By: Eric Trautmann (plot and script), Alex Ross (plot and art direction), Daniel Indro and Ron Adrian (art), Slamet Mujiono (colors), Joseph Rybandt (editor)
Chapter Three: The Monsters of Mongo: Flash, recently escaped with an assist from the luscious Princess Aura, is shot down in the territory on the lion men. Pursuing agents: should we use surgical strike? Ming: no, make it messy. Meanwhile, back on Earth, Adolph is getting some military aid from old Merciless. Hail Ming!
What’s Good: This is one of two sword and planet titles I’ve picked up from Dynamite this week (see Warlord of Mars: Dejah Thoris #10, for the other). Sword and planet is a fun, escapist form (well, let’s face it, the whole comics medium is an escapist form, but this is more escapist than say, the street level crime of the Kingpin or something). Ross and Trautmann make full use of its conventions. We’ve got alluring evil princesses, quick getaways, strange moons with dangerous aliens, an empire full of goons, all lead by an implacable tyrant. Our hero is daring, truehearted and consummately dangerous, and he’s setting his sights on the bad guy. This is swashbuckling adventure for adventure’s sake, modernized with better tech and science, but at its core, beats a heart of pulp.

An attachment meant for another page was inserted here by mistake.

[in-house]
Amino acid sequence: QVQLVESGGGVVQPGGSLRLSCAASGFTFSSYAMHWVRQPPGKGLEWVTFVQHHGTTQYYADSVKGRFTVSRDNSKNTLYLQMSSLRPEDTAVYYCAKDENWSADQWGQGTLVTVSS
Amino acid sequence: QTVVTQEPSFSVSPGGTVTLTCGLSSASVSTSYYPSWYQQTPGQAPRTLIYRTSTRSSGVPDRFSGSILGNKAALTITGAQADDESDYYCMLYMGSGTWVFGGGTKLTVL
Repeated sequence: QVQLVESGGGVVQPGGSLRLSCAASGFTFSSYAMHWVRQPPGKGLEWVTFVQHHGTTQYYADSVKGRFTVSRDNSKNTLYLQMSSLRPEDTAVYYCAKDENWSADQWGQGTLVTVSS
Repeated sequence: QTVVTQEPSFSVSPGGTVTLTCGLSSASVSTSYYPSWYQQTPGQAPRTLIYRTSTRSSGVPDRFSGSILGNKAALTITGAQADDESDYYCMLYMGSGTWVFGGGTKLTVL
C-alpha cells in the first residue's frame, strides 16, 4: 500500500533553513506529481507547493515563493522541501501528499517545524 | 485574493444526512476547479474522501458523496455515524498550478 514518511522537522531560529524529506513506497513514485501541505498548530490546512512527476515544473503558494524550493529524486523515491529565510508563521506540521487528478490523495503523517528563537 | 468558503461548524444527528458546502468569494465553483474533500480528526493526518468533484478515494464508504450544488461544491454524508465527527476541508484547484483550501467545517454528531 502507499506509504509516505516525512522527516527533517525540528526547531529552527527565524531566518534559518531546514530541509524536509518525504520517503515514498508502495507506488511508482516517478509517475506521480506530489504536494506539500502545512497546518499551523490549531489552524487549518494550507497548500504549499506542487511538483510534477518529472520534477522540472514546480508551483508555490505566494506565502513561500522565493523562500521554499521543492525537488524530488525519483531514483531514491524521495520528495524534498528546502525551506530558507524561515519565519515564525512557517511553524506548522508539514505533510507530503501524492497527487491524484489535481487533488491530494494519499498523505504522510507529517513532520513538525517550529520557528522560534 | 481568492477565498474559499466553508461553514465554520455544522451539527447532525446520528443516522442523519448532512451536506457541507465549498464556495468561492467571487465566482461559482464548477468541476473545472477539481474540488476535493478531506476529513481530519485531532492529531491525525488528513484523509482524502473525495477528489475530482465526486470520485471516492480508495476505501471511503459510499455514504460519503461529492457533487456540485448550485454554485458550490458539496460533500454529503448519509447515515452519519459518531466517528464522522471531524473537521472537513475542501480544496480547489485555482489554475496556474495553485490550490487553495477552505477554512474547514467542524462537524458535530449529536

The art by Indro and Adrian under the direction of Ross is awesome. I love the draftsmanship and especially the close attention to facial expression, and the shadow and texture required to make it real. The castles and moons and trees and ships and other costumes are evocatively alien, and basically, it is a fiesta for the eyes.
What’s Not So Good: The only tinny notes I’ll make on the art design is Flash’s costume this issue and last, which looks like a bunch of Christmas ornaments barfed on a muscle suit. I know the color pattern goes back to Alex Raymond, but I think some modern compromise might have made it less loud. Likewise, I lost the thread in a few of the action sequences, because the art team had jammed so much stuff into each panel. It’s a nice reason to have a problem, but the composition problem was there in a few spots nonetheless.
Conclusion: A fine sword and planet adventure starring one of science fiction’s icons. Beautiful art and exciting peril.
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